For women over 50, soy may actually have a few benefits, despite what most people think. Phytoestrogens are plant chemicals that work in the body like estrogen. Soy has a lot of them. 

Mood swings, hot flashes, and bone loss are just a few of the symptoms that women experience as their estrogen levels naturally drop. Soy’s phytoestrogens, which are a natural source of estrogen, can help ease these symptoms.

Soy has a lot of health benefits for women over 50. Here are some of them:

Heart health

One big benefit of soy for women over 50 is that it is good for their heart health. 

A new study finds that diets high in soy are linked to a 20% lower risk of stroke and a 16% lower risk of heart disease. Soy isoflavones may help lower inflammation in blood vessels and make them more flexible, which are both thought to be good for heart health.

A few studies show that eating soy may help lower LDL cholesterol, which is also called “bad” cholesterol. Soy can help lower your risk of heart disease by lowering LDL cholesterol. For older women who are more likely to get heart disease, this is very helpful.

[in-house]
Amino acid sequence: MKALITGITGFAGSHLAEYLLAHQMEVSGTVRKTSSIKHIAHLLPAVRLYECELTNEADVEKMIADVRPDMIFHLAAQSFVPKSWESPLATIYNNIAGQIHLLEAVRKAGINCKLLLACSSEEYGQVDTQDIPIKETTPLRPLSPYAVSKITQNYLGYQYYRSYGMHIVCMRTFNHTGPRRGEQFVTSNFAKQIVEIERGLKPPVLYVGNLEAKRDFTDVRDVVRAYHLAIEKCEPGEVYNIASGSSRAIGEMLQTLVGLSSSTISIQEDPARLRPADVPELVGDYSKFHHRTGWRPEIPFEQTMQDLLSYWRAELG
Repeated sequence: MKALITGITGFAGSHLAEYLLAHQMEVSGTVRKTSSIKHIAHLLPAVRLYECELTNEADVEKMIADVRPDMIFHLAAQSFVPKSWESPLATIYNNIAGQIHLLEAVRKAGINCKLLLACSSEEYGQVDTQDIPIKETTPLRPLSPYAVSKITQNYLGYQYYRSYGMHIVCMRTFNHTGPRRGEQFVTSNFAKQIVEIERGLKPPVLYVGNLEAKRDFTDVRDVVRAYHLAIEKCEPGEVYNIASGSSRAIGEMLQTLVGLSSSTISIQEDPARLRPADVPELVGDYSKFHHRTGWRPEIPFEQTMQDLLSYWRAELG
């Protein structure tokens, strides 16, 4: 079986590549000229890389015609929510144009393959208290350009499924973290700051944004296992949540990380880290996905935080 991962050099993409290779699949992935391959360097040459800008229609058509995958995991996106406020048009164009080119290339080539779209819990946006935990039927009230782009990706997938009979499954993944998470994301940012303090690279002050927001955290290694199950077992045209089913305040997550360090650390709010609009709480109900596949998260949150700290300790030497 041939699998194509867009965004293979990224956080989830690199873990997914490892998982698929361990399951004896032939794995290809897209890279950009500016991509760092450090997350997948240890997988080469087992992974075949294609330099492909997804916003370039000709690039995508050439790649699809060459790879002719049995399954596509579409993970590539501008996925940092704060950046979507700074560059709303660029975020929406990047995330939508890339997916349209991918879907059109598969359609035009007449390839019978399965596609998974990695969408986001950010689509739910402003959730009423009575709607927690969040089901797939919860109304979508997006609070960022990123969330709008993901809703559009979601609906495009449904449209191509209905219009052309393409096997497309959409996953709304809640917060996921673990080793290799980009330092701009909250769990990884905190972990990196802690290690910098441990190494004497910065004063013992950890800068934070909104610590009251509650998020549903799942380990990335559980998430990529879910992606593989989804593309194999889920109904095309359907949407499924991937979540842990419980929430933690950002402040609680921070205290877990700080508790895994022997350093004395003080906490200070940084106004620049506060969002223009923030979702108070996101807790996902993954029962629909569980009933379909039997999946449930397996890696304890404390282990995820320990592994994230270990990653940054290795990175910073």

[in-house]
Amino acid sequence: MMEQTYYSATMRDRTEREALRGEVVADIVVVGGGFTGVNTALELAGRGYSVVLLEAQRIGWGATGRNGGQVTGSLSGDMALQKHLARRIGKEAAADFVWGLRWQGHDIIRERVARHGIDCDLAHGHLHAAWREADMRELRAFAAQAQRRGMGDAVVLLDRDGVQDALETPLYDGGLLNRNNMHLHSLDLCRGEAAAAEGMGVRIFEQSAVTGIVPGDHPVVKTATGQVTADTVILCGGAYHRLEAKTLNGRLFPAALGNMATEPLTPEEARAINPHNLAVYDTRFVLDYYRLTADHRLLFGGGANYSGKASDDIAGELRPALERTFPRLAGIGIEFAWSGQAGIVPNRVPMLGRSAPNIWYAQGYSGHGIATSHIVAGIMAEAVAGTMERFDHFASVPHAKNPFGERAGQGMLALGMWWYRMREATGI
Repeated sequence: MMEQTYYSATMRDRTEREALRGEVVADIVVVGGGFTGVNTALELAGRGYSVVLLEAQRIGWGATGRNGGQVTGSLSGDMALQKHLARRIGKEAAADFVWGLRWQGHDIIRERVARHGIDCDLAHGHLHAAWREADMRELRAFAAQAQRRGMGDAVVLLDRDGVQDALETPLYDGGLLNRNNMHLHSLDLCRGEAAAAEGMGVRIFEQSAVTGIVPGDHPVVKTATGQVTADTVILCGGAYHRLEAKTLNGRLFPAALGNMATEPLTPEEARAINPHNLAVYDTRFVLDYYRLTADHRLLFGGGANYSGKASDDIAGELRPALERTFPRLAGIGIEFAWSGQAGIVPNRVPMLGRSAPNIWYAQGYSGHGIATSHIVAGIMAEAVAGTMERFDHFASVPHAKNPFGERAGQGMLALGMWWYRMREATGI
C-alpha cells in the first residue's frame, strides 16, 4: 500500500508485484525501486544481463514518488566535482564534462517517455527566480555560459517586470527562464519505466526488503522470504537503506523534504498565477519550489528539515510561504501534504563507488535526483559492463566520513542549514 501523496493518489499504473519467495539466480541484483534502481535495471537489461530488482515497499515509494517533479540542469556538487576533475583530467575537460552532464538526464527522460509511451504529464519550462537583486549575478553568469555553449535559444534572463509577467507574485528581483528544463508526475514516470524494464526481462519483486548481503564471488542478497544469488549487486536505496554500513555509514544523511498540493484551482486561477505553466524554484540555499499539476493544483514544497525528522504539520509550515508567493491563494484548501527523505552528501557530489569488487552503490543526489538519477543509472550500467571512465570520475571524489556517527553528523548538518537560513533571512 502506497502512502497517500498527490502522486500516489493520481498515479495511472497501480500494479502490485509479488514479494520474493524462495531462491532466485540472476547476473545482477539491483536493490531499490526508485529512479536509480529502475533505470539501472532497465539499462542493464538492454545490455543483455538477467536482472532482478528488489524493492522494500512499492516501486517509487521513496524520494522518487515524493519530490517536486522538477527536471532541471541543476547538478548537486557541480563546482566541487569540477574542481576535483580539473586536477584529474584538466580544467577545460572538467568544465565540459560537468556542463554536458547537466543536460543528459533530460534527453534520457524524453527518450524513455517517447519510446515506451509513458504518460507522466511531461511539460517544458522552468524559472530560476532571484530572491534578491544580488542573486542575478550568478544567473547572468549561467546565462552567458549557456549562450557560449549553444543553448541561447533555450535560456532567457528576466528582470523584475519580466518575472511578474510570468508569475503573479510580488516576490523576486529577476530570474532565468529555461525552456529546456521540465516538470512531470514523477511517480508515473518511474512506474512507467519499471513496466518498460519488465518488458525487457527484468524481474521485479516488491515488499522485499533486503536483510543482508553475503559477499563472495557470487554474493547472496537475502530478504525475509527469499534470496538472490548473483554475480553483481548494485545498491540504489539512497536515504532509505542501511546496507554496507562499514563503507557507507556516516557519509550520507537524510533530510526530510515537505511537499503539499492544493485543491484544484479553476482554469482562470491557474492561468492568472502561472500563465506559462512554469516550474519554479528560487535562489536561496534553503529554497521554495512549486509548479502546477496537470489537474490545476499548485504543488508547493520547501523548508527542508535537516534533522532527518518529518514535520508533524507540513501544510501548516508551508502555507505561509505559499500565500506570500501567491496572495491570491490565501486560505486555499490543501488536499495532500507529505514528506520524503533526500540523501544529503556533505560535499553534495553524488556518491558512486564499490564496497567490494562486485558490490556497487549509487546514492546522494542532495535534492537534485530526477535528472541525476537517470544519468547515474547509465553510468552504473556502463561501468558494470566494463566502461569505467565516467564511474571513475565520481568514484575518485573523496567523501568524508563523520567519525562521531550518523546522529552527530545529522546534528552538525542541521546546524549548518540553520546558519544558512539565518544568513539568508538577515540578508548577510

Recent research suggests fermented soy products may protect against cardiovascular disease and cancer, but the American Heart Association said there was not enough evidence in 2008. Other studies have shown that eating a lot of soy products can lower your risk of dying from heart disease.

Bone density

As women get older (50s and up), keeping their bones strong becomes more demanding. It is possible for calcium to leave the bones during menopause because estrogen levels drop. Due to bone loss, postmenopausal women may develop osteoporosis.

Calcium and magnesium are two nutrients that are found in soy that are important for bone health. Eating soy-based foods and other calcium-rich foods on a regular basis can help keep bones strong and lower the risk of getting osteoporosis.

According to some research, giving 40–110 mg of soy isoflavones every day may help menopausal women stop losing bone mass and improve bone health markers. 

Further research is needed to confirm these results, though.

Menopausal symptoms

Hormonal changes during menopause cause hot flashes, night sweats, and mood swings. Soy contains phytoestrogens, which mimic estrogen. During menopause, estrogen levels drop, causing fatigue, vaginal dryness, and hot flashes. Soy isoflavones may reduce these symptoms by binding to estrogen receptors.